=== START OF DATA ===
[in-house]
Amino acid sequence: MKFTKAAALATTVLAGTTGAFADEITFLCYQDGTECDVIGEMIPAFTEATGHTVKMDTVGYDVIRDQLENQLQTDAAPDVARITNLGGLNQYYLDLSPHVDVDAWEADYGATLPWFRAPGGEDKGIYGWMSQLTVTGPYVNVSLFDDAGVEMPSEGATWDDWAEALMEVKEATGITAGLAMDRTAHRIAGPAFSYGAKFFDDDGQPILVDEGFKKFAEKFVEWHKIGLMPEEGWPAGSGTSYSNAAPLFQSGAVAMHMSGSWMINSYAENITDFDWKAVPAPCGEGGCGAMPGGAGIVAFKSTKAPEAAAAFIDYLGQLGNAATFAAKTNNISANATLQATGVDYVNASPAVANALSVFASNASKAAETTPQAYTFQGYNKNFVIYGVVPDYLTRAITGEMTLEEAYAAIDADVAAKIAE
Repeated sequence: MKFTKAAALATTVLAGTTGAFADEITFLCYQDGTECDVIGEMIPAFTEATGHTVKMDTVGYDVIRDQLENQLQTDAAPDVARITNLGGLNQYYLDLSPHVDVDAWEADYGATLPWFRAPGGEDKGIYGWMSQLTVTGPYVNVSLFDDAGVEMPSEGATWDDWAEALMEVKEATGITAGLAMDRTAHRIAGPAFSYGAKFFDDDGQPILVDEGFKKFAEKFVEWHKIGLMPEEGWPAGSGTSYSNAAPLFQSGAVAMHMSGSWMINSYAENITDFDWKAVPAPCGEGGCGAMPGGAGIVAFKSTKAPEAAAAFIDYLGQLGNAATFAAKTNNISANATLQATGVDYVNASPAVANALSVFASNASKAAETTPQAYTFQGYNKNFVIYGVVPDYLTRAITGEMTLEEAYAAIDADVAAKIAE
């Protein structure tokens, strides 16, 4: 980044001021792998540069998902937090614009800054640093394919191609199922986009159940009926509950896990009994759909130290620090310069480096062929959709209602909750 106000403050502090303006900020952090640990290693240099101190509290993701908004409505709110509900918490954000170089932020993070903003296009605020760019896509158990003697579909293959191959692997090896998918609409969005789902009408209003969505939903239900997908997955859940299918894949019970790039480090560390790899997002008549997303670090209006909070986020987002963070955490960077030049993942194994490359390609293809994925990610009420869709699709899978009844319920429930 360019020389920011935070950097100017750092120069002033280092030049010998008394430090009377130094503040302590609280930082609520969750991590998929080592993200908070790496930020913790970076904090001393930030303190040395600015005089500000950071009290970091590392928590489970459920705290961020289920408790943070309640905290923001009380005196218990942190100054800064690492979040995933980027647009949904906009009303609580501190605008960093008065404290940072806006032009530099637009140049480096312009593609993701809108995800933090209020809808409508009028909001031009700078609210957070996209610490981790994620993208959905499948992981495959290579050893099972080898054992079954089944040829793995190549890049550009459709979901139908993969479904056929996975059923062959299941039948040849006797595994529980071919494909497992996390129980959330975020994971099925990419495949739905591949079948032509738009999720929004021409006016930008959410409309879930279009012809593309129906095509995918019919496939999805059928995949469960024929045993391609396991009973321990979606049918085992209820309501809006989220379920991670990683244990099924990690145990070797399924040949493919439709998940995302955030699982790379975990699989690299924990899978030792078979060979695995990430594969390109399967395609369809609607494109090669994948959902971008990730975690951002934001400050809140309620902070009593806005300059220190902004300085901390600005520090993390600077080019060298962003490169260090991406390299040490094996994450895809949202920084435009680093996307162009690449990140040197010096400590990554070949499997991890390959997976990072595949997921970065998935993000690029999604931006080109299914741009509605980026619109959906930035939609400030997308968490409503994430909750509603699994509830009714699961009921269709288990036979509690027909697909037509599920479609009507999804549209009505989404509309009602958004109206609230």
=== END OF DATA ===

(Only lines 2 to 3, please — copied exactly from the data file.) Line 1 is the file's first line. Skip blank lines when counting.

Amino acid sequence: MKFTKAAALATTVLAGTTGAFADEITFLCYQDGTECDVIGEMIPAFTEATGHTVKMDTVGYDVIRDQLENQLQTDAAPDVARITNLGGLNQYYLDLSPHVDVDAWEADYGATLPWFRAPGGEDKGIYGWMSQLTVTGPYVNVSLFDDAGVEMPSEGATWDDWAEALMEVKEATGITAGLAMDRTAHRIAGPAFSYGAKFFDDDGQPILVDEGFKKFAEKFVEWHKIGLMPEEGWPAGSGTSYSNAAPLFQSGAVAMHMSGSWMINSYAENITDFDWKAVPAPCGEGGCGAMPGGAGIVAFKSTKAPEAAAAFIDYLGQLGNAATFAAKTNNISANATLQATGVDYVNASPAVANALSVFASNASKAAETTPQAYTFQGYNKNFVIYGVVPDYLTRAITGEMTLEEAYAAIDADVAAKIAE
Repeated sequence: MKFTKAAALATTVLAGTTGAFADEITFLCYQDGTECDVIGEMIPAFTEATGHTVKMDTVGYDVIRDQLENQLQTDAAPDVARITNLGGLNQYYLDLSPHVDVDAWEADYGATLPWFRAPGGEDKGIYGWMSQLTVTGPYVNVSLFDDAGVEMPSEGATWDDWAEALMEVKEATGITAGLAMDRTAHRIAGPAFSYGAKFFDDDGQPILVDEGFKKFAEKFVEWHKIGLMPEEGWPAGSGTSYSNAAPLFQSGAVAMHMSGSWMINSYAENITDFDWKAVPAPCGEGGCGAMPGGAGIVAFKSTKAPEAAAAFIDYLGQLGNAATFAAKTNNISANATLQATGVDYVNASPAVANALSVFASNASKAAETTPQAYTFQGYNKNFVIYGVVPDYLTRAITGEMTLEEAYAAIDADVAAKIAE